009I’ve always had an issue with rejoining any group of people whom I haven’t seen or communicated with for a long time. Extended family, who came onto my horizon once a year if I was lucky, fell into that category, too. When Mom, Dad, Brother, and I arrived at the grandparents’ house for vacation, I was the one who tolerated being touched by them, cajoled, and cossetted. Later, as other members of the family joined us, my reserve grew more pronounced.

I’d watch everyone from a distance, deciding if they were the same as when I last interacted with them. I listened to voices to hear the emotions filtered by the crowd. There was always a big crowd. By the end of the vacation, I was again comfortable enough with these people to join in freely and enjoy myself and them.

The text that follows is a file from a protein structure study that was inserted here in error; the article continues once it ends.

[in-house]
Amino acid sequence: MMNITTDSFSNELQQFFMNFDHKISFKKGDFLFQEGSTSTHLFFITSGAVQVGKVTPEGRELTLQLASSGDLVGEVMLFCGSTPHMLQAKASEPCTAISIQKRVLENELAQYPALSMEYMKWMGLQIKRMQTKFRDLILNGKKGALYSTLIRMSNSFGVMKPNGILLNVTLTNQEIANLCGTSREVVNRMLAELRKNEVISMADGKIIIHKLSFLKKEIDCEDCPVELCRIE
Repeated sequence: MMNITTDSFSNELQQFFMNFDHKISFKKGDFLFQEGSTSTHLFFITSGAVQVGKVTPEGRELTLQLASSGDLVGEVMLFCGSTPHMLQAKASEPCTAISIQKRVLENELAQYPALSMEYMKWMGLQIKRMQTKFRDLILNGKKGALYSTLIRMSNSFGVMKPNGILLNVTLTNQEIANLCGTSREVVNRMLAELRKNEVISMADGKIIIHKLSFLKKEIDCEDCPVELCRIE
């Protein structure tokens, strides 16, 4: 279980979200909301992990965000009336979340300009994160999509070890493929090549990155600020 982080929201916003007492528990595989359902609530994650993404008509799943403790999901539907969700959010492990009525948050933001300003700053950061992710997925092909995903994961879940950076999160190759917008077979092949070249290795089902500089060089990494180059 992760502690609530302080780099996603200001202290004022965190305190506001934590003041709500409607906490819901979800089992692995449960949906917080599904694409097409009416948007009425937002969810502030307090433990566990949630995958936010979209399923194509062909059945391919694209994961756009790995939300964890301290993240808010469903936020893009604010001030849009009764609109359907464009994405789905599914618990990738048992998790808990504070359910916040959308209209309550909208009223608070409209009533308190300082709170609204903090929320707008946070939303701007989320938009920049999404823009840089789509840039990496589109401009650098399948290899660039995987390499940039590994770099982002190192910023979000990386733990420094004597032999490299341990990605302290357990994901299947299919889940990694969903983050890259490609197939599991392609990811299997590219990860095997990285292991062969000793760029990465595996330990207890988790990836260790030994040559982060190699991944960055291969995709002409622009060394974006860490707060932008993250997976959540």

My long-established habit of “observe first and connect later” has stayed in place throughout the years. I take little for granted about relationships. And the same holds true with my story characters.

004-stock-photo-fI walked away from serious writing for several months. Oh, I continued to write, but it was all surface stuff. No thoughtful poetry, no deep relationships with characters, old or new, took center stage during my hiatus for burn-out recovery.

As a result, coming back to revision work on Dreamie’s Box—my women’s cozy mystery—has been both a challenge and a blessing. I had to reintroduce myself to these people of the South. I was forced to see them, warts and all, and decide if they’d changed in my absence.